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Collaborative launches statewide social services jobs website

People seeking North Carolina social services jobs no longer have to pore through 100 county websites.

Now, thanks to the N.C. Child Welfare Workforce Collaborative at the UNC School of Social Work, there is a central online solution — the N.C. Social Services Jobs Registry.

The registry provides a database of currently available social services jobs in North Carolina. Social service agencies statewide can post their job openings. Site visitors can view the posted jobs, and search based on location, title and salary. They can even view county profiles to learn more about the area where a job is located.

The site was designed and developed in-house by the N.C. Child Welfare Workforce Collaborative, a project housed in the UNC School of Social Work and funded through a cooperative agreement with the Children’s Bureau. The purpose of the Collaborative project is to identify and address workforce issues in child welfare in North Carolina. One issue identified was the lack of a central registry for available jobs in social services in the state.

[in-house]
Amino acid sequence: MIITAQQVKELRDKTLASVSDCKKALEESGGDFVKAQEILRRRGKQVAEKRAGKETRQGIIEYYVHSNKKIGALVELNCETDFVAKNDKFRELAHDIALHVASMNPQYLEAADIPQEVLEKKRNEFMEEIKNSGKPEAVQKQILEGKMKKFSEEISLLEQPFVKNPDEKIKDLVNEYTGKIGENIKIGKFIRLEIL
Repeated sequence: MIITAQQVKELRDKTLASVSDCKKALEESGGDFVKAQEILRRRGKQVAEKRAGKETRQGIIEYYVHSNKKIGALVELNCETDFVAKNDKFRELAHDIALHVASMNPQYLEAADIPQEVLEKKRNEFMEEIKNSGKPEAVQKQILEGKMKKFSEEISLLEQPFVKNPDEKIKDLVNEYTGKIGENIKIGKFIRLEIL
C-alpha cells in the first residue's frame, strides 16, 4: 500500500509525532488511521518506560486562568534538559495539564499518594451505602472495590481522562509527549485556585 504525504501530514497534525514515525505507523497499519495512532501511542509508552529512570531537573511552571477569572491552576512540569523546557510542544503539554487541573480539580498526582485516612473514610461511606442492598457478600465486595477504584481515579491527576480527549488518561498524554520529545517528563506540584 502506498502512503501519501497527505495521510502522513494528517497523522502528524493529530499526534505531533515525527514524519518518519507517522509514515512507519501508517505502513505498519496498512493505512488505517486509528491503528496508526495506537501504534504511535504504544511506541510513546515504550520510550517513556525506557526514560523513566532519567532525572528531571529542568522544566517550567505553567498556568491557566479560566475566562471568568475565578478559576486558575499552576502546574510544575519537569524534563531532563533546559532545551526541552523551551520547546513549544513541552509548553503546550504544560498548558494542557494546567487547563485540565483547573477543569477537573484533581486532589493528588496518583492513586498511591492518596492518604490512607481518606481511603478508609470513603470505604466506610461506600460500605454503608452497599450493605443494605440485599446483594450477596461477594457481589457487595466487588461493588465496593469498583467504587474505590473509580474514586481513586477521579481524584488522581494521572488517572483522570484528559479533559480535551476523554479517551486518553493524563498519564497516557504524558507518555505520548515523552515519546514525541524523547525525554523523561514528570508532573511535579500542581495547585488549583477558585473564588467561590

Previously, counties had few ways to find job candidates and similarly, there was no easy way for job seekers to learn about vacancies in county departments of social services (DSS) or in the state-level Division of Social Services. This was especially true for rural areas. But the new registry helps resolve that workforce issue.

Collaborative Principal Investigator Evelyn Williams and Project Director Selena Childs have been busy getting the word out to all 100 county DSS offices so that the registry’s job database can grow. On Oct. 27, they officially launched the site by presenting it at the DSS directors’ breakfast at the Social Services Institute in Hickory.

The response from the DSS directors was overwhelmingly positive. “We have gotten a lot of support to move forward and partner with us,” said Williams.
The site’s first visitors also found it easy to use — an important goal of the project’s developers. “One director described herself as ‘technology challenged’ but found it very easy to enter data,” Williams said.